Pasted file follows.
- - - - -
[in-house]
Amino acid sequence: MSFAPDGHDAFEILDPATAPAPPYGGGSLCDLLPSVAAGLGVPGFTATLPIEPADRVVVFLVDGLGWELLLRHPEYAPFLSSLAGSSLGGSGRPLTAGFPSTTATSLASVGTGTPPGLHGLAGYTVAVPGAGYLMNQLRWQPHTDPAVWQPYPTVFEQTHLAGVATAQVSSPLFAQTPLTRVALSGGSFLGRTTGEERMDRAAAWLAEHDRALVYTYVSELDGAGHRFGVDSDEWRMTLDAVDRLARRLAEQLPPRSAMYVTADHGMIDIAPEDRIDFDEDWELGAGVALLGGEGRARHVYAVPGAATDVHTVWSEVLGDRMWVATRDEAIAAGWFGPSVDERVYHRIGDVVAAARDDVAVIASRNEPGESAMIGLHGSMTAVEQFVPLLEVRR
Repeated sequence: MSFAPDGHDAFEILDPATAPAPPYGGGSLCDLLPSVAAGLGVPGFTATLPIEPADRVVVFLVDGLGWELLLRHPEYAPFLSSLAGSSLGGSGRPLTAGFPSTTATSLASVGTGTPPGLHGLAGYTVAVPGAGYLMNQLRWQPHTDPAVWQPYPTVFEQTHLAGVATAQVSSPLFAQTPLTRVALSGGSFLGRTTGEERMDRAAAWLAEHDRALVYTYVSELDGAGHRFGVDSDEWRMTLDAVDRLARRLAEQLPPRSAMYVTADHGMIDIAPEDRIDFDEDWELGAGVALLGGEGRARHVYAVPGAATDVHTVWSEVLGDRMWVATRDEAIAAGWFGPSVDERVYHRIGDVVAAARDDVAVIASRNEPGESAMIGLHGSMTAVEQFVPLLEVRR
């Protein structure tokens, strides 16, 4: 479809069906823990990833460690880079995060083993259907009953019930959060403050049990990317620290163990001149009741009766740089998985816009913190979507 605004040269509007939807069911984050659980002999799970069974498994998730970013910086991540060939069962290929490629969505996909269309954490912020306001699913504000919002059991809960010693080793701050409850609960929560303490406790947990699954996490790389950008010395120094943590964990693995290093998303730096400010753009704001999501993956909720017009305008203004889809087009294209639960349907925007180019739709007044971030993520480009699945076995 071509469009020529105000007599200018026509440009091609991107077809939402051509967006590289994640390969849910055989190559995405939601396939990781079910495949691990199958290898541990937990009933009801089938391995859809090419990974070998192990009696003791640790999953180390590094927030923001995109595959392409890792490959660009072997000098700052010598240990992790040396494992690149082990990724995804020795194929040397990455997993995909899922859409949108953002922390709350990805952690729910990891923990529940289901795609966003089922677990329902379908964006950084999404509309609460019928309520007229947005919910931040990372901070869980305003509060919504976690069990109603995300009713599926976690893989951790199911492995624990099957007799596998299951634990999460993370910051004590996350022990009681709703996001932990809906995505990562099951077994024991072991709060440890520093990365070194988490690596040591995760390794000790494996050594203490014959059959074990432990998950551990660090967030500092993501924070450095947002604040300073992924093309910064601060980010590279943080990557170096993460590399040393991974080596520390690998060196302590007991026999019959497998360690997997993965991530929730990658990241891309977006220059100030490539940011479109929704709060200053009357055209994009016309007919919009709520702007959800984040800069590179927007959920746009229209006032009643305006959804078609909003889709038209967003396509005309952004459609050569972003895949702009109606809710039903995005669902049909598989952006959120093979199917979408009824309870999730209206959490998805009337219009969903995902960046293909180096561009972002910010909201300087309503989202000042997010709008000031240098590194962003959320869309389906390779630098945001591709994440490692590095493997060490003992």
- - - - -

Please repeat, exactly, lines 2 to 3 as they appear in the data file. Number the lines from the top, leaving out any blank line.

Amino acid sequence: MSFAPDGHDAFEILDPATAPAPPYGGGSLCDLLPSVAAGLGVPGFTATLPIEPADRVVVFLVDGLGWELLLRHPEYAPFLSSLAGSSLGGSGRPLTAGFPSTTATSLASVGTGTPPGLHGLAGYTVAVPGAGYLMNQLRWQPHTDPAVWQPYPTVFEQTHLAGVATAQVSSPLFAQTPLTRVALSGGSFLGRTTGEERMDRAAAWLAEHDRALVYTYVSELDGAGHRFGVDSDEWRMTLDAVDRLARRLAEQLPPRSAMYVTADHGMIDIAPEDRIDFDEDWELGAGVALLGGEGRARHVYAVPGAATDVHTVWSEVLGDRMWVATRDEAIAAGWFGPSVDERVYHRIGDVVAAARDDVAVIASRNEPGESAMIGLHGSMTAVEQFVPLLEVRR
Repeated sequence: MSFAPDGHDAFEILDPATAPAPPYGGGSLCDLLPSVAAGLGVPGFTATLPIEPADRVVVFLVDGLGWELLLRHPEYAPFLSSLAGSSLGGSGRPLTAGFPSTTATSLASVGTGTPPGLHGLAGYTVAVPGAGYLMNQLRWQPHTDPAVWQPYPTVFEQTHLAGVATAQVSSPLFAQTPLTRVALSGGSFLGRTTGEERMDRAAAWLAEHDRALVYTYVSELDGAGHRFGVDSDEWRMTLDAVDRLARRLAEQLPPRSAMYVTADHGMIDIAPEDRIDFDEDWELGAGVALLGGEGRARHVYAVPGAATDVHTVWSEVLGDRMWVATRDEAIAAGWFGPSVDERVYHRIGDVVAAARDDVAVIASRNEPGESAMIGLHGSMTAVEQFVPLLEVRR